Maybe the key to understanding how to preserve and grow future generations in Messianic Judaism is to understand what dynamics drive the two groups I’ve listed above.

4 thoughts on “Faithfulness in the Next Generation”

  1. Well… Interesting twist at the end. Most immigrants from across the southern border come from a Catholic background. So evangelizing would be evangelizing them to be more enthusiastic about that (which is quite possibly assuming they aren’t already enthusiastic) or evangelizing them out of Catholicism. (There would probably be some who have no religious background. And some might have other religious backgrounds or impressions.) My view of sharing faith with them would have to include what one had learned [spiritually — not in terms of the partisan goals most evangelicals today really mean] over the course of a life of dedication. Would that take said people through the same confusion that leads to many people giving up (or kids leaving)? Most people aren’t interested in the detailed thinking involved. That statement includes the people who supposedly haven’t left “the faith.”

    [By the way, it could be considered that too many leaders of religious enclaves haven’t actually made faith relevant. One can just take the word “relevant” and paste all the things you don’t like on it, but there is also the possibility of not having grasped what is truly needed.]

    I would add that great care should be attended to concerning the idea of evangelizing your neighbor. It has been a habit for decades (that I know of) to treat a neighbor like someone who is going to hell because of theological differences — whereas a mature believer will be onto that and not have patience for the arrogance approaching.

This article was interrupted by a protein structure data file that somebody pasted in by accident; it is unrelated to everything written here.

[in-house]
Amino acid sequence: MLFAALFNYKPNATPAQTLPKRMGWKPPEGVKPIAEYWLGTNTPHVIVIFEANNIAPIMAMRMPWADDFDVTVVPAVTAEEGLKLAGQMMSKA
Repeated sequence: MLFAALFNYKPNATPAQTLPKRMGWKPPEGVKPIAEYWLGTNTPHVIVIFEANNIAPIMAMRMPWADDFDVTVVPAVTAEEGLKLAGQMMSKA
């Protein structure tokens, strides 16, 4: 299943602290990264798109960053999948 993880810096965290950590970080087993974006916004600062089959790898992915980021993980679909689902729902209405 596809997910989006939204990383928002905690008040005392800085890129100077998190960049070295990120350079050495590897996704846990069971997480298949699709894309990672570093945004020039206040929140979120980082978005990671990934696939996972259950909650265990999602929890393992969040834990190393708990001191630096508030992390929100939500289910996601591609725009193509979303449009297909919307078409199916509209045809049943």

I find that many people who get an evangelical bug aren’t the kind of people I want to be around… like my mother, who has watched me live my faith my entire life — as well participate in the Messian culture. She has had to leave (because of her, shall we say, shortcomings) more than one “house of worship” as you put it. But she’s going to a Catholic church now. So… She’s imagined she’s going to “fulfill the great commission” by making me christian.

    Anyway, I like the open-mindedness toward having immigrant neighbors — on your part.

    (I haven’t seen any immigrants at her church).

    I hope the idea isn’t that “illegal immigrants” can be made legal if they join up or say the expected words. There has been an American nationalism growing that is mixed up with “faith.”

  2. About bacon… Some old friends from Texas (and yes they fit the Texas political stereotype — but I met them in California, where I was conservative too but not racist) came to visit (or maybe to get a free “hotel” stay). One piece of banter I had to endure was a joke that was meant to put down Muslims (something about eating bacon — I don’t remember the joke, but I found it highly offensive). Apparently, the old standard of believing in Jesus requiring the eating of bacon is alive and going strong. [Oh. Wait. Muslims believe in Jesus. No; the point is that one has to be a Christian, and of a particular kind. And that a Jew who believes in Jesus is, by definitiin, a Christian.] I’ve also had the conversation with them (the wife is more reasonable) about the Civil War. Also one about it not being better to lose your freedom to rich people or corporations that to “the government.”

  3. Hello James, glad to see you still post. Am Rose, whose mother hails from the land of the Kilimanjaro. Hope you are well.
    There are three of us in my household that hold to most of what you do…and thus do not find it easy to fit in anywhere in our local churches.
    So far, holding on.
    That last paragraph weighed heavy on my mind. It made me go to FFOZ and I was surprised it has a movie premiere touching on that matter.
    Blessings and Peace.